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Way Ahead Volume 16 Part 2 (April 2012)

Supporting MS specialist nurses

Amy Bowen, Director of Service Development, MS Trust

Increasingly MS specialist nurses are being asked to demonstrate the value of their services, this article introduces some of the ways the MS Trust plans to support MS specialist nurses to do this over the coming months.

Celebrating ten years of the UKMSSNA

Sam Colhoun, MS Specialist Nurse, Queen Elizabeth Hospital, Birmingham

This article celebrates ten years of the UK MS Specialist Nurse Association (UKMSSNA) and looks at some of their key projects and developments over the years.

How many MS specialist nurses do we need – a caseload survey?

Alison Leary, Healthcare Analyst, London

It has been well documented in the past that there is a lot of variation between MS specialist nurse caseloads. This article describes a project being funded by the MS Trust to look at the current number of patients per MS specialist nurse and to try and determine the optimum caseload for MS specialist nurses working in different environments.

Setting the trend: a course in self-management

Emma Manchester, MS Specialist Physiotherapist, St Luke's Hospital, Bradford

This article describes a 'Living with MS' self-management course established in 2008 by a nurse and physiotherapist. Following the addition of an occupational therapist to the team in 2009, the course has evolved to better meet the needs of patients. The course was originally aimed at newly diagnosed patients, but has been further rolled out to a wider caseload with a primary focus on self-management.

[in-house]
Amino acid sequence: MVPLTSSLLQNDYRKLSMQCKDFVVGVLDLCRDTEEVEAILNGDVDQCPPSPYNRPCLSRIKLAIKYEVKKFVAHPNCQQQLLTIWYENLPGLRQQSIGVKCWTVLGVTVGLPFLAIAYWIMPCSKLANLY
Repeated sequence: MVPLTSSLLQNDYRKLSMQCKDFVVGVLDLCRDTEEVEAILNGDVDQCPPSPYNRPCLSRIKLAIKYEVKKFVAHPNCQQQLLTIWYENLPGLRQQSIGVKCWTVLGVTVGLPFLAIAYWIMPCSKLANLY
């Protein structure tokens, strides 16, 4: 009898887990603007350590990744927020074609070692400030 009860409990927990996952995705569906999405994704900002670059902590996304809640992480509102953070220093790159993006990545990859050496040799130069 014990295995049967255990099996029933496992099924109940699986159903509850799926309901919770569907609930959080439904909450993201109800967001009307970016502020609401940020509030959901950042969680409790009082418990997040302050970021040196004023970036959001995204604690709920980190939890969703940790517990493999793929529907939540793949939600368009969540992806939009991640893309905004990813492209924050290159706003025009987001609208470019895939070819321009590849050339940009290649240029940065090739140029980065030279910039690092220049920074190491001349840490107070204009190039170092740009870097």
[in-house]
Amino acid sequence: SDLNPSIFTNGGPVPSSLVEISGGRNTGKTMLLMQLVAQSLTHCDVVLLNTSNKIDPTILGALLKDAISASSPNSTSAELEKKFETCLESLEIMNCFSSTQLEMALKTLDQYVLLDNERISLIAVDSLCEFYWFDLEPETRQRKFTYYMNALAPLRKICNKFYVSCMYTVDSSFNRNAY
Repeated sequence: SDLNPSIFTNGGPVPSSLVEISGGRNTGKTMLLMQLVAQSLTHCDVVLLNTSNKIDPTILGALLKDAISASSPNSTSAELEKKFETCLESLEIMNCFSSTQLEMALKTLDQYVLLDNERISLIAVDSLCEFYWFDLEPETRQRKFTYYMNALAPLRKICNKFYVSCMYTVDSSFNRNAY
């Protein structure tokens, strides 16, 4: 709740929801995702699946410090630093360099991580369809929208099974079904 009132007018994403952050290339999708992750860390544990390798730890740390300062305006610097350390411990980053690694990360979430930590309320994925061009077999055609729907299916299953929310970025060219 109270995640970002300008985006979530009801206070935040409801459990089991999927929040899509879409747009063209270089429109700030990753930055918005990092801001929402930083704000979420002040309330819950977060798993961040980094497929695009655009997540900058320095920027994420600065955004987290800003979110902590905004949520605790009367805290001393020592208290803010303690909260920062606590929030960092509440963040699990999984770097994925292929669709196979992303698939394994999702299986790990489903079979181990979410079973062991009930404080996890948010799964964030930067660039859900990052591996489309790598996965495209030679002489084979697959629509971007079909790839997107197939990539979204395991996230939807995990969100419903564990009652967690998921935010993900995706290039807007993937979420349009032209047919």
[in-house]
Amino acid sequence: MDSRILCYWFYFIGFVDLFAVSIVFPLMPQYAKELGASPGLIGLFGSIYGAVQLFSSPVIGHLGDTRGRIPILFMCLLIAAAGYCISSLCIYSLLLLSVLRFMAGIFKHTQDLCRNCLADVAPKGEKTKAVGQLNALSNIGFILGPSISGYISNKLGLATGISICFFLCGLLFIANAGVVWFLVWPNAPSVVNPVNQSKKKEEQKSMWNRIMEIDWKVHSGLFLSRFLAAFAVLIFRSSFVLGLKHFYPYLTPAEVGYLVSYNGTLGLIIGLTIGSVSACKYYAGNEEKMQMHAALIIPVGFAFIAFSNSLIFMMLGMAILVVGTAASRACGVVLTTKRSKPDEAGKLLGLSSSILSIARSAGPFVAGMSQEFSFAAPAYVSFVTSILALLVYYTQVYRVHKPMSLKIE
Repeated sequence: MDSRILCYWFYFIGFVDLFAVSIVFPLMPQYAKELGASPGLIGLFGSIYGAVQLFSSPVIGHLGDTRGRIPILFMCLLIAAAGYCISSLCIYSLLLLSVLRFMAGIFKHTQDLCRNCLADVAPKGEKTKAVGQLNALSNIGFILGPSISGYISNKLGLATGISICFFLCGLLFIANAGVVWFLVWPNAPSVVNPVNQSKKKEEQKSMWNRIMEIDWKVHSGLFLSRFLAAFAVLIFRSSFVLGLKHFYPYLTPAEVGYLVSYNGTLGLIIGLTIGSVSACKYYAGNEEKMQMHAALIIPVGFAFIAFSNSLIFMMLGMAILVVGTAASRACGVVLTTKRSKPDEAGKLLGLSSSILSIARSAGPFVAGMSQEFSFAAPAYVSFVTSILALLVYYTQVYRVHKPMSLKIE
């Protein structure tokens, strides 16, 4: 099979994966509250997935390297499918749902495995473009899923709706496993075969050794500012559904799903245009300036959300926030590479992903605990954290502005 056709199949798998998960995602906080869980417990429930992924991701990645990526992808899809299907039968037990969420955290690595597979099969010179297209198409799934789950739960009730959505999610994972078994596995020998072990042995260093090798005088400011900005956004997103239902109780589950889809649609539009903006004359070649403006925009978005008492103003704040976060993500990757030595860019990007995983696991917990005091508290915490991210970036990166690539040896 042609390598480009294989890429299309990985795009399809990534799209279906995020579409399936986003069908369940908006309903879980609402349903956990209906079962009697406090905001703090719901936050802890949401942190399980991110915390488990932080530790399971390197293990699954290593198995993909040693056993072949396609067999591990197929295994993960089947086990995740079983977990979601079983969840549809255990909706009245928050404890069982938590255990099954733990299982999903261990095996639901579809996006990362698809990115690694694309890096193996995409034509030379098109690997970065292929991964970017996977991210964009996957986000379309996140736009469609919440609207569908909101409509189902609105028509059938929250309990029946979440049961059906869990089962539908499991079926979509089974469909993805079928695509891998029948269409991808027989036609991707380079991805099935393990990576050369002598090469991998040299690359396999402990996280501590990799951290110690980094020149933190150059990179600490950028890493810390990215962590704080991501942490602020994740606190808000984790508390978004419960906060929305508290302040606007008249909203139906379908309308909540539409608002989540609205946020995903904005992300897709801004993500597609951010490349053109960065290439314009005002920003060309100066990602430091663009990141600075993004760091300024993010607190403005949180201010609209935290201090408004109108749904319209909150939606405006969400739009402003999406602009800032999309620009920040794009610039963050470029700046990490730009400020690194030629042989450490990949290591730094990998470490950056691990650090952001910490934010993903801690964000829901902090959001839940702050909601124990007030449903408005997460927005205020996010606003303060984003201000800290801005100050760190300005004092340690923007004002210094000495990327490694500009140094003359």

Secondary progressive MS: the transition

Stephen Wilson, Cognitive Behavioural Psychotherapist, Burton and District Mind, Burton on Trent

This article discusses the experiences of living with the transition from relapsing remitting multiple sclerosis to secondary progressive multiple sclerosis and explores the role that cognitive behavioural therapy and mindfulness interventions may have in adjusting to, and managing, the transition satge.

Using the StayingSmart online resource in clinical practice 

Pauline Shaw, MS Specialist Nurse, Dulwich Community Hospital, London

Cognitive impairment prevalence rates have been reported in 40-70% of people with MS. Those affected are less likely to be in employment and engage in social activities. This article describes how an MS nursing team screens for cognitive problems, as well as a workshop they ran for patients with mild to moderate cognitive problems where interactive resources to help manage cognitive difficulties, including the MS Trust StayingSmart tool, were demonstrated.


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